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Ukraine: 'Frozen Conflict' Could Destabilize Europe

Ukraine's Foreign Minister Pavlo Klimkin warns a "frozen conflict" in eastern Ukraine could destabilize Europe.
Ukraine's Foreign Minister Pavlo Klimkin warns a "frozen conflict" in eastern Ukraine could destabilize Europe.

Ukraine has urged the European Union not to accept pro-Russian rebels carving out a de facto state in the east of the country, warning it could destabilize Europe.

Foreign Minister Pavlo Klimkin also urged Moscow to dissuade separatists from holding their own elections in the eastern regions of Donetsk and Luhansk next month.

Speaking to Reuters on October 8, Klimkin said local people would do better to vote in local elections organized by Kyiv in December.

Klimkin said "fake elections" organized by the rebels in Donetsk and Luhansk would reinforce impressions that eastern Ukraine is becoming a long-term "frozen conflict" like the Moscow-backed breakaway regions of Transdniester in Moldova or Abkhazia and South Ossetia in Georgia.

Klimkin said he was not trying to "blackmail" Western European states into stepping up actions, such as economic sanctions, against Russia, or to get NATO to increase non-military assistance to Kyiv.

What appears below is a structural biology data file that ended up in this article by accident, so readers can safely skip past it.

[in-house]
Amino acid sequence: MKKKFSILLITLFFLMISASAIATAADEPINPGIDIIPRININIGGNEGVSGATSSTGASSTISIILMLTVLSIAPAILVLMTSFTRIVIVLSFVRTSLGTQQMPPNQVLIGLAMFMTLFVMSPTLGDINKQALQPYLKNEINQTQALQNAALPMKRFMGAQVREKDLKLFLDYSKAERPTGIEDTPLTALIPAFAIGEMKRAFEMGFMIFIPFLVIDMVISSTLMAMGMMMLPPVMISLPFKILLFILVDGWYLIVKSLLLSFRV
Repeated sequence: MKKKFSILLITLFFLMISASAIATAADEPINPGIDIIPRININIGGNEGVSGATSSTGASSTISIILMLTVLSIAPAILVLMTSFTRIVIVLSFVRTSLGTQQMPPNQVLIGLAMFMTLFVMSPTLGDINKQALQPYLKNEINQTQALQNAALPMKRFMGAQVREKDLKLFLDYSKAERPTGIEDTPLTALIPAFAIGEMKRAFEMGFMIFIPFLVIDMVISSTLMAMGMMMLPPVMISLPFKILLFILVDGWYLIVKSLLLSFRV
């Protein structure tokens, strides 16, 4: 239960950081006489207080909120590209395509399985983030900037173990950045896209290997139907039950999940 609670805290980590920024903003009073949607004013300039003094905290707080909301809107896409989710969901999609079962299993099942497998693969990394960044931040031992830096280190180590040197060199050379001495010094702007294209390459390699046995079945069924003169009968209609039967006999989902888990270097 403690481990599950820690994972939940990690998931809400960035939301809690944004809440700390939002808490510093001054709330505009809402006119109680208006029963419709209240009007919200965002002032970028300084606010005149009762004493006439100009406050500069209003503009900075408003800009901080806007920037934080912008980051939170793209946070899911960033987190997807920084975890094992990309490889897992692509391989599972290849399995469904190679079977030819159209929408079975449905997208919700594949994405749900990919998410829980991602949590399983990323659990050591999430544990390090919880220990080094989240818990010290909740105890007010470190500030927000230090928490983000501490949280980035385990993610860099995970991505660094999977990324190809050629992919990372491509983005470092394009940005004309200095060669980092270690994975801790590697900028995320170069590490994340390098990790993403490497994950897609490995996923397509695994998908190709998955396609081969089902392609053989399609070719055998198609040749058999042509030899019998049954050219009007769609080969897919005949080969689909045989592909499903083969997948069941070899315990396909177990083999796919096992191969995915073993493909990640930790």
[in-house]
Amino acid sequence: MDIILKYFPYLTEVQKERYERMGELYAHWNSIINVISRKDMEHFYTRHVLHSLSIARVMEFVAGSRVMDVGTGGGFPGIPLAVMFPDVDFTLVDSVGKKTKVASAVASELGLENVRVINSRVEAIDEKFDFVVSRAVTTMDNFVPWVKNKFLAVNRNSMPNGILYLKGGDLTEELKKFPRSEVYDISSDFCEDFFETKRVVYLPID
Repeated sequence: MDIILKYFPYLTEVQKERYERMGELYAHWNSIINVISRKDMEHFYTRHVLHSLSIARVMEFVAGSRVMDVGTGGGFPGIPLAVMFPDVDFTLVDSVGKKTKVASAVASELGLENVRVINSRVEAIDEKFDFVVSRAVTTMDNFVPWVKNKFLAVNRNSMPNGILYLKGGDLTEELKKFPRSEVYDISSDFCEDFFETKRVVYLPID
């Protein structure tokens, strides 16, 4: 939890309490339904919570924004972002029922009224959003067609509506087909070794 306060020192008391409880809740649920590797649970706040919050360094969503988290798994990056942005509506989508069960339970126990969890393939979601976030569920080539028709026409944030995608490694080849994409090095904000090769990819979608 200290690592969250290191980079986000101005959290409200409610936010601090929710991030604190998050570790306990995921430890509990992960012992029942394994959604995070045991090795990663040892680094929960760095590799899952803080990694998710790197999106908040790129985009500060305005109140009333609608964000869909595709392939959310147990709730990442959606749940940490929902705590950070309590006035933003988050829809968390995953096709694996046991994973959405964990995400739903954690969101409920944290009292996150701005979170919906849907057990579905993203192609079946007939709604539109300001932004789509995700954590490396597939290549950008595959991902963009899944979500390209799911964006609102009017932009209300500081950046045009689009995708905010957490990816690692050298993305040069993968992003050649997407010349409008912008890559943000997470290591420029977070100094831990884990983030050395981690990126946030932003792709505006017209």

Klimkin was speaking in Brussels, where he and other senior Ukrainian officials met EU and NATO counterparts.

Among those with whom Klimkin held talks was NATO's new Secretary-General Jens Stoltenberg.

"The NATO secretary general has changed, but the priority importance of Ukraine remains the same," Klimkin tweeted after the meeting.

Klimkin said the country would seek European Commission funding to help eastern residents survive the winter with limited access to essential supplies.

In Washington, Ukrainian Central Bank chief Valeria Gontareva met with the boss of the International Monetary Fund (IMF) Christine Lagarde in hope of speeding up the delivery of a $17.1-billion loan and even expanding that amount.

Prime Minister Arseniy Yatsenyuk told his cabinet that Gontareva would ask the IMF "to modify its program taking current realities into account".

The two-year IMF arrangement is part of a global $27-billion package approved in April to help the new leaders avert bankruptcy and pull Ukraine out of its third recession in six years.

But the economic slide has only accelerated and the economy is now expected to shrink by up to nine percent this year.

Last month, the IMF itself warned Ukraine may need an additional $19 billion in short-term assistance should the conflict in the east stretch through the end of next year.

With reporting by Reuters and AFP
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